As general limitations to the setting up and running of these dynamic purchasing systems, they may not last for an indefinite period of time, and contracting authorities shall indicate the period of validity of the dynamic purchasing system in the call for competition [reg.34(27) PCR2015]. However, there is no need to cancel and restart dynamic purchasing systems if the contracting authority wishes to extend their initial validity. In that case, where the period of validity is changed without terminating the system, the authority must publish again the form used initially for the call for competition for the dynamic purchasing system [reg.34(28)(a) PCR2015]. Moreover, contracting authorities must run them for free—ie, no charges may be billed prior to or during the period of validity of the dynamic purchasing system to the economic operators interested in or party to the dynamic purchasing system [reg.34(29) PCR2015].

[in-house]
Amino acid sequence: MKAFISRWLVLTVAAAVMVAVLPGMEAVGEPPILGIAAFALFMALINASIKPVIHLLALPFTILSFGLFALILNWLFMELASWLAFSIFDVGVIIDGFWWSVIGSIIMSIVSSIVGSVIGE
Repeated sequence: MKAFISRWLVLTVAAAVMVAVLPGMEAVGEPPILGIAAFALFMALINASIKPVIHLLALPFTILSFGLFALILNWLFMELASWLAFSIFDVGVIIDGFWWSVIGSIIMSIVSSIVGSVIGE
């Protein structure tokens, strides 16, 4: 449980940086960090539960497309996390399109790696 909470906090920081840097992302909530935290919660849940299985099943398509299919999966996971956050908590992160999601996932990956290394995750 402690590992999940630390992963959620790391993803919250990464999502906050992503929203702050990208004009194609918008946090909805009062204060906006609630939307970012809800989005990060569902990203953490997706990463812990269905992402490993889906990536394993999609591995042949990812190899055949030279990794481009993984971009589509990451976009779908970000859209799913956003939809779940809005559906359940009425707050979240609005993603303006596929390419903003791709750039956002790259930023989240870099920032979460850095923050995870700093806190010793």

Again, as happened with framework agreements, under the 2004 rules, it was explicit that contracting authorities may not resort to this system to prevent, restrict or distort competition [art 33(7) dir 2004/18]. This latter restriction—which, as has already been argued in relation with equivalent clauses, is a specification or emphasis of the more general principle of competition [S Arrowsmith, ‘Dynamic Purchasing Systems under the New EC Procurement Directives—a Not So Dynamic Concept?’ (2006) 15 Public Procurement Law Review 16, 25] and continues to be relevant as an implicit requirement of reg.18(1) PCR2015—justifies the specific need to analyse the competition distortions that could arise from these dynamic purchasing systems, and also to assess the way in which their rules can be applied in a pro-competitive way, in order to avoid distortions of competition by the contracting authorities. In this regard, it should be stressed that certain of the specific, and arguably more stringent, rules that regulate dynamic purchasing systems make the probability of their having an anti-competitive impact lower than is the case with framework agreements. As emphasised in recital (63) of Dir 2014/24, indeed, dynamic purchasing systems allow the contracting authority to have access to a ‘particularly broad range of tenders and hence to ensure optimum use of public funds through broad competition in respect of commonly used or off-the-shelf products, works or services which are generally available on the market’.